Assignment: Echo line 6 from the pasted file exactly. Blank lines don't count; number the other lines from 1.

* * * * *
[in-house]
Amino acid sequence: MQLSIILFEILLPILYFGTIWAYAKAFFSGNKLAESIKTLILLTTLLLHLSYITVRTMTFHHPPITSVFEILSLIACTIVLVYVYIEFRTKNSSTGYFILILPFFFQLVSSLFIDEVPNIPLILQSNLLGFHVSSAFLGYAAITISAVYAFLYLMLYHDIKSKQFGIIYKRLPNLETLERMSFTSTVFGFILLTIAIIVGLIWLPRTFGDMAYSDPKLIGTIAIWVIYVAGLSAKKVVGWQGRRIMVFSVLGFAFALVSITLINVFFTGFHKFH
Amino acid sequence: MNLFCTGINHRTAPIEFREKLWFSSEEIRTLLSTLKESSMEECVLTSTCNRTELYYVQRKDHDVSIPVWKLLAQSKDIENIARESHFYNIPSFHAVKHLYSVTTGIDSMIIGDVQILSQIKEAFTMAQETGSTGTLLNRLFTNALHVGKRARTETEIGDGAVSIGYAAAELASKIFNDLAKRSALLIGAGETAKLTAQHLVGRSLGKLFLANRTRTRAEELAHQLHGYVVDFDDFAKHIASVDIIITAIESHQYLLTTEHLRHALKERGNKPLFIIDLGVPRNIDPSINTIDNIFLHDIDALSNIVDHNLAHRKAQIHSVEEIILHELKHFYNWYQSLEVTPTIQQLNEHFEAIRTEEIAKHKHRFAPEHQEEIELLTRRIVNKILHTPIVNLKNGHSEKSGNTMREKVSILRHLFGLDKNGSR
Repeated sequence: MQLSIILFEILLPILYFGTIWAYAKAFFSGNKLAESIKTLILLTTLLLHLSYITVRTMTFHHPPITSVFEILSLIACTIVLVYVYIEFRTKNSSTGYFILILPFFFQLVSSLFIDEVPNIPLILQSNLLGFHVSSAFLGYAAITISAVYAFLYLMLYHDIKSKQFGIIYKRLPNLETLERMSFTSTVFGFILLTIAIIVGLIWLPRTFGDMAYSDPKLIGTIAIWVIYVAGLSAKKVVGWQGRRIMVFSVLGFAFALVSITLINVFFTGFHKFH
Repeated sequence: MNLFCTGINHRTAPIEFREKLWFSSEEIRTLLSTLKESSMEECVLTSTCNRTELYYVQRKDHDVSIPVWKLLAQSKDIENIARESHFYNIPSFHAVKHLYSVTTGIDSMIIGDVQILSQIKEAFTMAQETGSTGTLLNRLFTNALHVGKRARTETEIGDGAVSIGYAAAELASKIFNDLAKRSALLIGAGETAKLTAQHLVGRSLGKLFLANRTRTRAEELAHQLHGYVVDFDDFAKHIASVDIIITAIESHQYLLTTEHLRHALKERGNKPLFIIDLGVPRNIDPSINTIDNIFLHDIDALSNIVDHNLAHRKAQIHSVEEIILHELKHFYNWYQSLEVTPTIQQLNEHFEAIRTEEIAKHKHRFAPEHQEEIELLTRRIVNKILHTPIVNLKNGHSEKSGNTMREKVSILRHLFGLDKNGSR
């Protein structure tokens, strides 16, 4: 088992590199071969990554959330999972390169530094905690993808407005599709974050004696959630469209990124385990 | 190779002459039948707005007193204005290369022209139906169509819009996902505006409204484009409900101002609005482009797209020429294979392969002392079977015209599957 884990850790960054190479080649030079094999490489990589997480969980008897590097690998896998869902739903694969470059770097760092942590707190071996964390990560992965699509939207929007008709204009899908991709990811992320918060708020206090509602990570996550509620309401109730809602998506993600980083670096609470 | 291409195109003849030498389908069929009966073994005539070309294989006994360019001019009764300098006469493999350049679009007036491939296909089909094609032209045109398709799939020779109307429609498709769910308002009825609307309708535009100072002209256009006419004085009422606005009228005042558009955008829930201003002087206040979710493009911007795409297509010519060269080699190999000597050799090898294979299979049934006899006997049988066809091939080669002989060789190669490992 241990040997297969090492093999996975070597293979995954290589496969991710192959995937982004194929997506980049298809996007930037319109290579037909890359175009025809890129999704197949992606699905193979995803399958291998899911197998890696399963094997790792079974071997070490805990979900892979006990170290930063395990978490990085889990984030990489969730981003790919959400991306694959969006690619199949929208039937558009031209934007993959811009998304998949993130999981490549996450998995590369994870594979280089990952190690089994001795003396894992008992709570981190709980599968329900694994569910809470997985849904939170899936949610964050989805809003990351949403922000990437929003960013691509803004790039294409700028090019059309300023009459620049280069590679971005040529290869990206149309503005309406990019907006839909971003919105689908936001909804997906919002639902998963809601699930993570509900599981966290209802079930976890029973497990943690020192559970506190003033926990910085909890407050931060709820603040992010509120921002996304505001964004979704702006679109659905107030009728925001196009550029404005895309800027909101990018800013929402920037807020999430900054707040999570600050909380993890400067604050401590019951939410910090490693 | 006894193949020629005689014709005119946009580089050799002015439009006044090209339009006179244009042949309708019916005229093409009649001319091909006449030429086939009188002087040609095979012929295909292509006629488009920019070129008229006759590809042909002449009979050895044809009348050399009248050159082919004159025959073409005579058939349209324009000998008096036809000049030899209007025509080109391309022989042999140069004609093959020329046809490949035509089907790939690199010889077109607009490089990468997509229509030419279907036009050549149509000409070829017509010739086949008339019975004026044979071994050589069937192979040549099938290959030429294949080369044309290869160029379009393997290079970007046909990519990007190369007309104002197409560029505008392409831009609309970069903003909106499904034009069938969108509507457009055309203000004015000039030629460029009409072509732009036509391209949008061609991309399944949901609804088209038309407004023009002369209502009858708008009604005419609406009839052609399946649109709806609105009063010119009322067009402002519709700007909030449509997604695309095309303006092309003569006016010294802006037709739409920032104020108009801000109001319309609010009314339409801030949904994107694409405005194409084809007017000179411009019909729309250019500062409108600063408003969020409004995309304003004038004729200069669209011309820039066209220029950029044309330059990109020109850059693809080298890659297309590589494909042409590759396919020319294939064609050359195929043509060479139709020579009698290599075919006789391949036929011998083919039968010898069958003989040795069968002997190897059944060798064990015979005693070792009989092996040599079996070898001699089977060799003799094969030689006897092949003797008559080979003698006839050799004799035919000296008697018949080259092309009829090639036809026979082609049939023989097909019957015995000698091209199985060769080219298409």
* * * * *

């Protein structure tokens, strides 16, 4: 088992590199071969990554959330999972390169530094905690993808407005599709974050004696959630469209990124385990 | 190779002459039948707005007193204005290369022209139906169509819009996902505006409204484009409900101002609005482009797209020429294979392969002392079977015209599957 884990850790960054190479080649030079094999490489990589997480969980008897590097690998896998869902739903694969470059770097760092942590707190071996964390990560992965699509939207929007008709204009899908991709990811992320918060708020206090509602990570996550509620309401109730809602998506993600980083670096609470 | 291409195109003849030498389908069929009966073994005539070309294989006994360019001019009764300098006469493999350049679009007036491939296909089909094609032209045109398709799939020779109307429609498709769910308002009825609307309708535009100072002209256009006419004085009422606005009228005042558009955008829930201003002087206040979710493009911007795409297509010519060269080699190999000597050799090898294979299979049934006899006997049988066809091939080669002989060789190669490992 241990040997297969090492093999996975070597293979995954290589496969991710192959995937982004194929997506980049298809996007930037319109290579037909890359175009025809890129999704197949992606699905193979995803399958291998899911197998890696399963094997790792079974071997070490805990979900892979006990170290930063395990978490990085889990984030990489969730981003790919959400991306694959969006690619199949929208039937558009031209934007993959811009998304998949993130999981490549996450998995590369994870594979280089990952190690089994001795003396894992008992709570981190709980599968329900694994569910809470997985849904939170899936949610964050989805809003990351949403922000990437929003960013691509803004790039294409700028090019059309300023009459620049280069590679971005040529290869990206149309503005309406990019907006839909971003919105689908936001909804997906919002639902998963809601699930993570509900599981966290209802079930976890029973497990943690020192559970506190003033926990910085909890407050931060709820603040992010509120921002996304505001964004979704702006679109659905107030009728925001196009550029404005895309800027909101990018800013929402920037807020999430900054707040999570600050909380993890400067604050401590019951939410910090490693 | 006894193949020629005689014709005119946009580089050799002015439009006044090209339009006179244009042949309708019916005229093409009649001319091909006449030429086939009188002087040609095979012929295909292509006629488009920019070129008229006759590809042909002449009979050895044809009348050399009248050159082919004159025959073409005579058939349209324009000998008096036809000049030899209007025509080109391309022989042999140069004609093959020329046809490949035509089907790939690199010889077109607009490089990468997509229509030419279907036009050549149509000409070829017509010739086949008339019975004026044979071994050589069937192979040549099938290959030429294949080369044309290869160029379009393997290079970007046909990519990007190369007309104002197409560029505008392409831009609309970069903003909106499904034009069938969108509507457009055309203000004015000039030629460029009409072509732009036509391209949008061609991309399944949901609804088209038309407004023009002369209502009858708008009604005419609406009839052609399946649109709806609105009063010119009322067009402002519709700007909030449509997604695309095309303006092309003569006016010294802006037709739409920032104020108009801000109001319309609010009314339409801030949904994107694409405005194409084809007017000179411009019909729309250019500062409108600063408003969020409004995309304003004038004729200069669209011309820039066209220029950029044309330059990109020109850059693809080298890659297309590589494909042409590759396919020319294939064609050359195929043509060479139709020579009698290599075919006789391949036929011998083919039968010898069958003989040795069968002997190897059944060798064990015979005693070792009989092996040599079996070898001699089977060799003799094969030689006897092949003797008559080979003698006839050799004799035919000296008697018949080259092309009829090639036809026979082609049939023989097909019957015995000698091209199985060769080219298409």